Obama bucked the Republican majority in Congress in taking the action he did preventing construction of the pipeline that has become a flashpoint in the U.S. debate about environmental policy and climate change.
House Speaker John Boehner, R-Ohio, called the veto a national embarrassment and was reported as saying the Republicans were not giving up the fight for the Keystone XL oil pipeline.
The move sends the politically charged issue back to Congress, where Republicans haven’t shown they can muster the two-thirds majority in both chambers needed to override Obama’s veto. North Dakota Sen. John Hoeven, the bill’s chief GOP sponsor, was reported as saying the Republicans are about four votes short in the Senate and need about 11 more in the House.
The $8 billion Keystone XL pipeline project was proposed more than six years ago and has awaited required federal permitting because it would cross an international boundary. The pipeline would connect Canada’s tar sands with refineries on the Texas Gulf Coast that specialize in processing heavy crude oil.
Proponents of the project say it would create jobs, spur growth and increase America’s independence from Mideast energy sources.

Best Beginnings Council Announces New Program for Families with Young Children

The Fort Peck Tribes and Roosevelt County Best Beginnings Council is pleased to announce the availability of a new program for families with young children called Parents as Teachers.
Parents as Teachers is an evidence-based home visiting model that provides family support including resource and referral, parental education, and parent support groups from pregnancy until the child is three years of age. (If a family is already being served and the need is there, services can continue to age five.)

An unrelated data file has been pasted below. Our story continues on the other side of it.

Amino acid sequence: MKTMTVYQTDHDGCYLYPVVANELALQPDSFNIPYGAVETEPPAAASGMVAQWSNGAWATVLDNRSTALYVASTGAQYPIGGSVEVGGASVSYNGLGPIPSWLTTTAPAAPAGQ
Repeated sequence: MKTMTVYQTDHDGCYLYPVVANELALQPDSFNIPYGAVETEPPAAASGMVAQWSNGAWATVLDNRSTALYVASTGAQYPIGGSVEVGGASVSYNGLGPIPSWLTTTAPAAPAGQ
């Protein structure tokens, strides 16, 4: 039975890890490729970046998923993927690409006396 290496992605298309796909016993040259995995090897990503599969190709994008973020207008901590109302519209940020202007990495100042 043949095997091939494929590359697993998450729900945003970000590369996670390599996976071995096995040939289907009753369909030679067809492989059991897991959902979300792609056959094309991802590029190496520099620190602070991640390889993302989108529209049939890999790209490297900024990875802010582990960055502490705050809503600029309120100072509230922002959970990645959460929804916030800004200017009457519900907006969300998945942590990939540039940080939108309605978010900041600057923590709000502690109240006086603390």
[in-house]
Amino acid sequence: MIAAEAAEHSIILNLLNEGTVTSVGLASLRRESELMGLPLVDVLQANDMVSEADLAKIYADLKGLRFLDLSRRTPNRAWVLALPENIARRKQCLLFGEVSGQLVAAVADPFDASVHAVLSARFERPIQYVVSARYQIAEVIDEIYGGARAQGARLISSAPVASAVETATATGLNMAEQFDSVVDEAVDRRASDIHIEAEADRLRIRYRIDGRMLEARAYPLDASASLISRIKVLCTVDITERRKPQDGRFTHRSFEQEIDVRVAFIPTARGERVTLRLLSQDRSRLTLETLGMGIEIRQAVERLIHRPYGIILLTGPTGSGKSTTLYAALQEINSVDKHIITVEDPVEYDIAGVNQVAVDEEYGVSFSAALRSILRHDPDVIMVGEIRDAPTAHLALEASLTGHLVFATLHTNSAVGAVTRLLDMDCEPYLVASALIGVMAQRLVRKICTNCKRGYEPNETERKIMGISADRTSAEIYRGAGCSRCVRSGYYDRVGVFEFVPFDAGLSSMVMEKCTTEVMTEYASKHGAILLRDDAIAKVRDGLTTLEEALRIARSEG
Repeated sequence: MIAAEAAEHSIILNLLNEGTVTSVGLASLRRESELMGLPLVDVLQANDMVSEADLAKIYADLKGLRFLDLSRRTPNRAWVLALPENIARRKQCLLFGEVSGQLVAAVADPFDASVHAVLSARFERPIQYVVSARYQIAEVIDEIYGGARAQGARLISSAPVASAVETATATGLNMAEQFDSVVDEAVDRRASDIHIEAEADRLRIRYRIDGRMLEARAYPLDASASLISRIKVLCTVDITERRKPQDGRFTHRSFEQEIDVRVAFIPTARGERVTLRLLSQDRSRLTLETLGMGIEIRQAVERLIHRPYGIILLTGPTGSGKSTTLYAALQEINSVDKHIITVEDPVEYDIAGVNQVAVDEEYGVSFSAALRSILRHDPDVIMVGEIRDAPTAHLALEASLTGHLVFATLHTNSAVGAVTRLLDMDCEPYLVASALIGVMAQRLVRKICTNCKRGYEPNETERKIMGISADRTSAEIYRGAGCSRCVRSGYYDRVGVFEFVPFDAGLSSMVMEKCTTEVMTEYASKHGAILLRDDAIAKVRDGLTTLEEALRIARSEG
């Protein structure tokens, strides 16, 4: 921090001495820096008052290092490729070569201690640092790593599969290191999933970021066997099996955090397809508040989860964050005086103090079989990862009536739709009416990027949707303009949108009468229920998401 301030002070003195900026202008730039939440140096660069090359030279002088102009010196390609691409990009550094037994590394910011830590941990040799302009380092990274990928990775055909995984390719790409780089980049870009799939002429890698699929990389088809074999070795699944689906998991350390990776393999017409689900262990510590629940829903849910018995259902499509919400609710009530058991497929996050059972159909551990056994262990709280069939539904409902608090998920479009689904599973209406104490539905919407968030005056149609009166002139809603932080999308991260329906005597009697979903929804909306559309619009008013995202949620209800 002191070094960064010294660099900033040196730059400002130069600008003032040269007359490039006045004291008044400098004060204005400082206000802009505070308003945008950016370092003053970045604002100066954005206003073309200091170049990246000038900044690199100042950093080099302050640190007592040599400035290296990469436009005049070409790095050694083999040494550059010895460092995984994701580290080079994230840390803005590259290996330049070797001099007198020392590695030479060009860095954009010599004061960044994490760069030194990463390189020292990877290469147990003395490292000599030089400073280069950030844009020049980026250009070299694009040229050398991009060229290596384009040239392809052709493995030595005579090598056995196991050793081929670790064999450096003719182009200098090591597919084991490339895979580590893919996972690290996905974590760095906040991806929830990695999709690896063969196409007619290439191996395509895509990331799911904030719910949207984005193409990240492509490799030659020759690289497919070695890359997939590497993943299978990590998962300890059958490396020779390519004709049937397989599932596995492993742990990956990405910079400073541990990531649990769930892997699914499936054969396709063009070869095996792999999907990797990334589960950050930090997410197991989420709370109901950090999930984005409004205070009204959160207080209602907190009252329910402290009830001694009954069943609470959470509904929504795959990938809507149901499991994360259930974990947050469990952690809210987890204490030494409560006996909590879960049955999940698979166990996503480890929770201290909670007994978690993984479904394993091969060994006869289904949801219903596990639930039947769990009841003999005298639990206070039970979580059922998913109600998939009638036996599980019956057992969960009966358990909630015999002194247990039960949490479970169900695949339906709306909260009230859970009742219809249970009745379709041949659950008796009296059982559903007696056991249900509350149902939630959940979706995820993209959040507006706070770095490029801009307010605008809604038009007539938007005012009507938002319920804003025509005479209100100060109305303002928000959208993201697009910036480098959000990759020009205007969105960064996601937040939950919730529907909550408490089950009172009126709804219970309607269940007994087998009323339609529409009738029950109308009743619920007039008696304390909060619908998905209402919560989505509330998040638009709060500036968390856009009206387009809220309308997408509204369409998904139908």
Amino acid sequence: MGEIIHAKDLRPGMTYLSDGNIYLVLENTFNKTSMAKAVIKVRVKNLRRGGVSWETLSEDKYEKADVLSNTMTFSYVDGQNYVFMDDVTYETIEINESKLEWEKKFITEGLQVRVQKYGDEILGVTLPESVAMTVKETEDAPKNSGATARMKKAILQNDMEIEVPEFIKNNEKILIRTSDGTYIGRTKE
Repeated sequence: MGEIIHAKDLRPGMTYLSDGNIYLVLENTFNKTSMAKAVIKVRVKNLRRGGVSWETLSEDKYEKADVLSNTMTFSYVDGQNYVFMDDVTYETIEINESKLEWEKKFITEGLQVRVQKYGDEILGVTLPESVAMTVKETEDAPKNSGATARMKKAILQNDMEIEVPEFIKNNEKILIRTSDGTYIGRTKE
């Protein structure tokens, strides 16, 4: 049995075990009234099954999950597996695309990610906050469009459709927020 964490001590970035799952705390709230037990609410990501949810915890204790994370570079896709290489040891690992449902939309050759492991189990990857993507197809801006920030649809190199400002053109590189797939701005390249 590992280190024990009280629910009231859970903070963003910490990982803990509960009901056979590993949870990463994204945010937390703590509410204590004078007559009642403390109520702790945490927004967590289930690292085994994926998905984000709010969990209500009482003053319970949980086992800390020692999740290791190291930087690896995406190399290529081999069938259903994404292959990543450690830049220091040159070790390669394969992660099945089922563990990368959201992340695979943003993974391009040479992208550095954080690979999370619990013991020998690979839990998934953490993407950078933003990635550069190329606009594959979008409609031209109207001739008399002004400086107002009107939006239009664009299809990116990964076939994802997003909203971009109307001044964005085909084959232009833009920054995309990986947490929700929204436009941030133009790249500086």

Raising children is one of the toughest and most fulfilling jobs in the world — and the one for which parents sometimes feel the least prepared.  Parents as Teachers helps parents be their baby’s first, best teacher so infants in our community will grow up happy, healthy, and ready for success.  There are four certified parent educators available to visit families at their home or other comfortable location. The service is free and available throughout Roosevelt County and the Fort Peck Reservation.
Parent educators help families understand and enjoy the stages their baby is going through. They meet with parents regularly to listen to concerns, share ideas and information, and coordinate support to help young children succeed. They stand by parents to help them become more confident and successful.
The program also provides opportunities for families to have fun and make friends with other parents at family get-togethers. These family connections will also be available at no charge to participating families.
To find out how to sign up, or to get more information, call 768-3052 in Poplar or 653-6223 in Wolf Point.
The Best Beginnings Community Council brings together a group of individuals interested and committed to the development of a comprehensive, coordinated early childhood system for children from prenatal to the age of five and their families. One of the top priorities for the group is providing resources for effective parenting.